Astronomers see a “gap” in one of the Milky Way’s spiral arms

Astronomers see a “gap” in one of the Milky Way’s spiral arms


19 ago 2021 01:53 GMT

A disruptive group of young stars and gaseous regions has been described by scientists as “splitting out of a tree board”.

Astronomers divide galaxies into three main types: elliptical, spiral, and irregular, with two-thirds of those they observe, and in that second form, our own house, the Milky Way.

Although scientists have a rough idea of ​​the size and shape of the Milky Way spiral arms, they say they have seen the entire structure of our galaxy That is a challengeBecause the earth is within it. “It’s like standing in the middle of Times Square and trying to draw a map of Manhattan Island.” They explain From NASA’s Jet Propulsion Laboratory (JPL) in California, USA.

Therefore, discovering some new features of the Milky Way is considered an achievement. This is a case that was discovered by JBL astronomers and is described in the journal Astronomy & Astronomical Physics, Which sheds new light on the finest structure in our home galaxy.

Scientists at NASA’s laboratory have discovered a strange “gap” in the Milky Way’s spiral arms that can tell more about its galaxy history. This disturbance, consisting of young stars and gaseous regions, is described by JPL “A crack coming out of a wooden board“.

The researchers used infrared eyes or heat detectors from NASA’s Spitzer Space Telescope and the European Space Agency’s Gaya Mission to measure distances and stellar motions.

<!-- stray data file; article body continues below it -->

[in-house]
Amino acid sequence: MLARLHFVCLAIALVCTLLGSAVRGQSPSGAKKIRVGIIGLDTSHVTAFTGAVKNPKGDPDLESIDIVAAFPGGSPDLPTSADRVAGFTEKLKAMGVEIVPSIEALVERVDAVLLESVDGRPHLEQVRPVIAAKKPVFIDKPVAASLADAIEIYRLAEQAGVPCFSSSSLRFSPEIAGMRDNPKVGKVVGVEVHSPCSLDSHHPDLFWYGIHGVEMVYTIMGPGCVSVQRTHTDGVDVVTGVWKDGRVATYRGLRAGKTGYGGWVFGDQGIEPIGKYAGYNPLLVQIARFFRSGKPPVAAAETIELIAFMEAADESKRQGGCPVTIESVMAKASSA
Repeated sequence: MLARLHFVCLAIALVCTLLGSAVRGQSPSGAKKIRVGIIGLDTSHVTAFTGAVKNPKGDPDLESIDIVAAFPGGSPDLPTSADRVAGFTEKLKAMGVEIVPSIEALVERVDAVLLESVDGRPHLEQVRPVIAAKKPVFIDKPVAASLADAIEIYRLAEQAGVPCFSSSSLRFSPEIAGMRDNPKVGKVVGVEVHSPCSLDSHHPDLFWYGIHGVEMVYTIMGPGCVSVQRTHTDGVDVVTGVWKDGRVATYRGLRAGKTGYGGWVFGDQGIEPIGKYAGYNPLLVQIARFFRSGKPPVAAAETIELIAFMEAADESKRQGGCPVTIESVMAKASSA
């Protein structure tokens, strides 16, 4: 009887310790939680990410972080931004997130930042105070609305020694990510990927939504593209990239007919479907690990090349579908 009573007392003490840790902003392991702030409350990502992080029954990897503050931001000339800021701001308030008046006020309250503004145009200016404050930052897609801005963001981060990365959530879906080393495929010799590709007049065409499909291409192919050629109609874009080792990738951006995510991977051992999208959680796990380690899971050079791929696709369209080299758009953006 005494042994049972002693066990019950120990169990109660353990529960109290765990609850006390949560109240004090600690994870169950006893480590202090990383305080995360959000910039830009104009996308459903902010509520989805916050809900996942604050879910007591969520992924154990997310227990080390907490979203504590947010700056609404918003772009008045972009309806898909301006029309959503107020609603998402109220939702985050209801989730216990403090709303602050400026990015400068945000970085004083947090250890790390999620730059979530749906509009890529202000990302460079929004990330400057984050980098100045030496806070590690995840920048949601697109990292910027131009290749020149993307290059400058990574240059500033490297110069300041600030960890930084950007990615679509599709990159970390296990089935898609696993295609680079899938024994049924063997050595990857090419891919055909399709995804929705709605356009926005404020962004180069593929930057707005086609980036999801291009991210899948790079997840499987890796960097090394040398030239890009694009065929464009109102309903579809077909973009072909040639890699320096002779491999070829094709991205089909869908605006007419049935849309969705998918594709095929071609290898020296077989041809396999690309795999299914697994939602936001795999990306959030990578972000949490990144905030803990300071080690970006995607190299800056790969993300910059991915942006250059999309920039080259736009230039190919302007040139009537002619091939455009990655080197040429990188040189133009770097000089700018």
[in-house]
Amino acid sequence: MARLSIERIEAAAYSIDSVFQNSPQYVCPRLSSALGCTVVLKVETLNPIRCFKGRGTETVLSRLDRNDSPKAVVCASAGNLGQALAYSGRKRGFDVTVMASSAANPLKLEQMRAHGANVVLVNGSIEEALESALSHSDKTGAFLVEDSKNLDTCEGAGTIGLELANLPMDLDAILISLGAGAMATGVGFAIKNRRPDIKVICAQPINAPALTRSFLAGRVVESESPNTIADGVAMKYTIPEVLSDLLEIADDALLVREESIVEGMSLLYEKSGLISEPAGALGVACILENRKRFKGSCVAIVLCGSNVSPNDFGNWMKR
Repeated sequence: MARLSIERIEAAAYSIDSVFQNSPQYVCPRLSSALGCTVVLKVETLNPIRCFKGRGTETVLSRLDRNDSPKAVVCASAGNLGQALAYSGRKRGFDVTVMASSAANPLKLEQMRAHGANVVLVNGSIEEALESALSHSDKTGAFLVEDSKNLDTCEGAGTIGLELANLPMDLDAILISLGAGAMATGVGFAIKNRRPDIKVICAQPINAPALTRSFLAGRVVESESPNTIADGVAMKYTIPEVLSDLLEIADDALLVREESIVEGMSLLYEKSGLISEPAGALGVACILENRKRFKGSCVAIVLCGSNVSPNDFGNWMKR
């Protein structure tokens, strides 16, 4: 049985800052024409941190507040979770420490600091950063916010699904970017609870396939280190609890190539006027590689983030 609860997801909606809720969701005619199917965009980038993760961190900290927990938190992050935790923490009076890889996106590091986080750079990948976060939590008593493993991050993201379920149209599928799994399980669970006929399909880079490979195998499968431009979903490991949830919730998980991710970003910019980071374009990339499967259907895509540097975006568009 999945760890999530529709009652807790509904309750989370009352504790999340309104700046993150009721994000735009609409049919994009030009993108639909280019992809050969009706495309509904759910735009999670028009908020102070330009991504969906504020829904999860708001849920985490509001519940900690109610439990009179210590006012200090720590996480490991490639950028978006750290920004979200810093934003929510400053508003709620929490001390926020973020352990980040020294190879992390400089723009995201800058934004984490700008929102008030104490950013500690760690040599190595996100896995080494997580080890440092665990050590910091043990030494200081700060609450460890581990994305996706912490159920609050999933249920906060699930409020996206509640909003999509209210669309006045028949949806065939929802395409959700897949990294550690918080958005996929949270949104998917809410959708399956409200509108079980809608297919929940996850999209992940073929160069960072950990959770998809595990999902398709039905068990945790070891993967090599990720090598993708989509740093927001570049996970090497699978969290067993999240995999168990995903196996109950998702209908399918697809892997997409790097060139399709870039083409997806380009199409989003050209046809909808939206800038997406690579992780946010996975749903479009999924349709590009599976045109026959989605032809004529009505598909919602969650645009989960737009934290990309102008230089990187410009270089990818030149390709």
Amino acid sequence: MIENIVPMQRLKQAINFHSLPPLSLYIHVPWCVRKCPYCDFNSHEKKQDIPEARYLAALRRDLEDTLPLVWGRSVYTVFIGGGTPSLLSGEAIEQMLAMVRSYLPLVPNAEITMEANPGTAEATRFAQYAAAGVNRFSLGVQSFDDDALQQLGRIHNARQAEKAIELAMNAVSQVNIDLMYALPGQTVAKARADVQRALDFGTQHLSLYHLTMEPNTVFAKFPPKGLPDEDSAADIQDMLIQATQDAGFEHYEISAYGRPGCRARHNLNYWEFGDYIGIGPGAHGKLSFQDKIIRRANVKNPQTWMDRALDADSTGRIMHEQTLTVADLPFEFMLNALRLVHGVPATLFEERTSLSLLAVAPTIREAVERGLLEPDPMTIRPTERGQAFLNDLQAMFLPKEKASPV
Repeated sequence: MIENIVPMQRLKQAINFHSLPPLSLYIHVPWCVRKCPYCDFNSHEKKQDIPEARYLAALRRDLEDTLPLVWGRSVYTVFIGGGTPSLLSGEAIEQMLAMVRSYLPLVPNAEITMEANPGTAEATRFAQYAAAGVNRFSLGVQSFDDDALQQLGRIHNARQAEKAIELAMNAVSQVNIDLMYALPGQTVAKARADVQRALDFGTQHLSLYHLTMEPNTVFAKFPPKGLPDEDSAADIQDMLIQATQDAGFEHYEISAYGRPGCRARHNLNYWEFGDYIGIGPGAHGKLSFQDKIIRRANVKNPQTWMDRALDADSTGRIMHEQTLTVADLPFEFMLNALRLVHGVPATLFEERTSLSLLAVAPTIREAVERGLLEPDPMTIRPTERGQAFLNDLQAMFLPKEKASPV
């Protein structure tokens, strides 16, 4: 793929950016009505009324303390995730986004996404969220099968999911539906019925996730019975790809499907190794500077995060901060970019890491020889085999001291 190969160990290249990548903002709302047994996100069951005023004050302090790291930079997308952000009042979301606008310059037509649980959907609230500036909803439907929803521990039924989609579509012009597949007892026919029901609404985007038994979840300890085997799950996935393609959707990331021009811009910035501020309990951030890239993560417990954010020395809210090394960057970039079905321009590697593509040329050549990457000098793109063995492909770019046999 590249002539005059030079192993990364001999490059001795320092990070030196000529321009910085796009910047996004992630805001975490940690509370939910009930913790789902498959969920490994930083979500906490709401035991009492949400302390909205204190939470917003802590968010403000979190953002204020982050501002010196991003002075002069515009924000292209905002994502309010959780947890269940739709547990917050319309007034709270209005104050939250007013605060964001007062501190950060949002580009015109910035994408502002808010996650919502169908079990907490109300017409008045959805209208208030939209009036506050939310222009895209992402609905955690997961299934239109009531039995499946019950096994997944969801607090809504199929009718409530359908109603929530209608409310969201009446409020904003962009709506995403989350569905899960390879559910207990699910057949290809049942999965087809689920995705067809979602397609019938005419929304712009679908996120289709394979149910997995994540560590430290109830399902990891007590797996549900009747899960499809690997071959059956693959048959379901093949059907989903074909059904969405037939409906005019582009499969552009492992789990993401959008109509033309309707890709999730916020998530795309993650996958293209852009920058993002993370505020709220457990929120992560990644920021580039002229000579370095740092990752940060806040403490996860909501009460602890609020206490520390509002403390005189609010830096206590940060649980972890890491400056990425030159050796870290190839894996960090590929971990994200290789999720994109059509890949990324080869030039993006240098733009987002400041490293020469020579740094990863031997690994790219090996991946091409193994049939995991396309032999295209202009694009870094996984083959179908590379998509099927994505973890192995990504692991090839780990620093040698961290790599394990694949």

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The new study focused on an area near one arm of the Milky Way called the Sagittarius arm, home to the famous pillars that make up the Eagle Nebula. The combined data of Spitzer and Gaia, packed with young stars moving in Sagittarius space, showed almost the same speed and direction.

Michael Kunn, the lead author of the new paper, explained that previous models of the Milky Way had previously suggested that Sagittarius had an angle of approximately 12 inclination, measured by a “tilt angle” compared to a perfect circle at 0 degrees. Degrees. New observations show it The angle of inclination of Sagittarius is approximately 60 degrees. However, it is not yet clear why.

Astronomers are still trying to figure out how and why the hands of galaxies formed, and JBL now says new research could provide some clues. “This system is a small part of the Milky Way, but it can tell us something remarkable about the overall galaxy,” said Robert Benjamin, co-author of the study.

Arzu Daniel

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